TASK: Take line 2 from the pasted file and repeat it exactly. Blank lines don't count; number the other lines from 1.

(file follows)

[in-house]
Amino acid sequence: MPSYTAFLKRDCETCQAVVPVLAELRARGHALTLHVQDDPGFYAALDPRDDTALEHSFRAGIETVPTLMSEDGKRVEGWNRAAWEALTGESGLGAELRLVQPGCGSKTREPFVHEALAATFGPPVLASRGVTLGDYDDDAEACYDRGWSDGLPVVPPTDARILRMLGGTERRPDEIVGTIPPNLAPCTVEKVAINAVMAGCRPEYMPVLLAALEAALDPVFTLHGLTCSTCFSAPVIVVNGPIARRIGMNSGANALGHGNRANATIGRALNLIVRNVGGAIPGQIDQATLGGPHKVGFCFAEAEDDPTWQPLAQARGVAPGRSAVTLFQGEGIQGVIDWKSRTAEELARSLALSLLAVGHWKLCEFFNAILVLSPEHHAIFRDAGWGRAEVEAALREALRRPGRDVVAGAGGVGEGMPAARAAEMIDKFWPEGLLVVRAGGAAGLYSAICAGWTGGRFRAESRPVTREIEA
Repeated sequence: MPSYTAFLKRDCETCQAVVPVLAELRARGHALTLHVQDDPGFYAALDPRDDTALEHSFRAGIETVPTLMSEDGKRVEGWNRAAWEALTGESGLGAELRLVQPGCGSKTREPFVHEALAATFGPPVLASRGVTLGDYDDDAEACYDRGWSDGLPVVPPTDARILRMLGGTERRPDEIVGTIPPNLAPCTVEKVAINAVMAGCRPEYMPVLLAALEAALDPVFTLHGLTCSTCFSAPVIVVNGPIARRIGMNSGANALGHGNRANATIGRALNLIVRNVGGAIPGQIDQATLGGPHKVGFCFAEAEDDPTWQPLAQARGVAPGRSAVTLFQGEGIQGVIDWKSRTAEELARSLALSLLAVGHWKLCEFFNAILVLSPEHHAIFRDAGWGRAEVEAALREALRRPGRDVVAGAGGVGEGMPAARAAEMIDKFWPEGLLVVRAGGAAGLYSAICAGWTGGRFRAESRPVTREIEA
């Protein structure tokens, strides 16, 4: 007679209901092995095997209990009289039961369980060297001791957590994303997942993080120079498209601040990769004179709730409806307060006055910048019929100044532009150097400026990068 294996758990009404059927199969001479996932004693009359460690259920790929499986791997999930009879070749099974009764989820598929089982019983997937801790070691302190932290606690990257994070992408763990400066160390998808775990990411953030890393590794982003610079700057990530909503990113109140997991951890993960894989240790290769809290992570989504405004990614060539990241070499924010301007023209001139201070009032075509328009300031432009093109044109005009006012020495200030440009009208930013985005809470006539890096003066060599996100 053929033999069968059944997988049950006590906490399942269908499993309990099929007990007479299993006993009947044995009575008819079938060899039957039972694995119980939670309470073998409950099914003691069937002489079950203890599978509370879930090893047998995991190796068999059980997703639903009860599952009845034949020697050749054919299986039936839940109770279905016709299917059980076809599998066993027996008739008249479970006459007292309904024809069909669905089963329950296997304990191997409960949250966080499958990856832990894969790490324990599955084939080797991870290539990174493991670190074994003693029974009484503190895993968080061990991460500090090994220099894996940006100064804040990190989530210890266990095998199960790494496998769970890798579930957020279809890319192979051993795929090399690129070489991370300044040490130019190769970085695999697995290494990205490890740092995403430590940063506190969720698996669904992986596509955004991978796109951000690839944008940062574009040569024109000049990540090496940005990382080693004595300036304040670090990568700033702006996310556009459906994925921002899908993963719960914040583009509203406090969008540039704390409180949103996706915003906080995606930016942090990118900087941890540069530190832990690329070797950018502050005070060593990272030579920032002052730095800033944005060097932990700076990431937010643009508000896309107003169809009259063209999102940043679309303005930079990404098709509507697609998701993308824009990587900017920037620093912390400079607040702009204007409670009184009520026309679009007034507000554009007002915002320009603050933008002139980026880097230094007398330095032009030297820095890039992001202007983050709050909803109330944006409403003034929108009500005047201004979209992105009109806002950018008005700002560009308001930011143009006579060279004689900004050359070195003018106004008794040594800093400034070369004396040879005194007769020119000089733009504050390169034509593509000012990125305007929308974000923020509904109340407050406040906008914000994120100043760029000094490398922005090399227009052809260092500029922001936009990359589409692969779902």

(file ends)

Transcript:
Amino acid sequence: MPSYTAFLKRDCETCQAVVPVLAELRARGHALTLHVQDDPGFYAALDPRDDTALEHSFRAGIETVPTLMSEDGKRVEGWNRAAWEALTGESGLGAELRLVQPGCGSKTREPFVHEALAATFGPPVLASRGVTLGDYDDDAEACYDRGWSDGLPVVPPTDARILRMLGGTERRPDEIVGTIPPNLAPCTVEKVAINAVMAGCRPEYMPVLLAALEAALDPVFTLHGLTCSTCFSAPVIVVNGPIARRIGMNSGANALGHGNRANATIGRALNLIVRNVGGAIPGQIDQATLGGPHKVGFCFAEAEDDPTWQPLAQARGVAPGRSAVTLFQGEGIQGVIDWKSRTAEELARSLALSLLAVGHWKLCEFFNAILVLSPEHHAIFRDAGWGRAEVEAALREALRRPGRDVVAGAGGVGEGMPAARAAEMIDKFWPEGLLVVRAGGAAGLYSAICAGWTGGRFRAESRPVTREIEA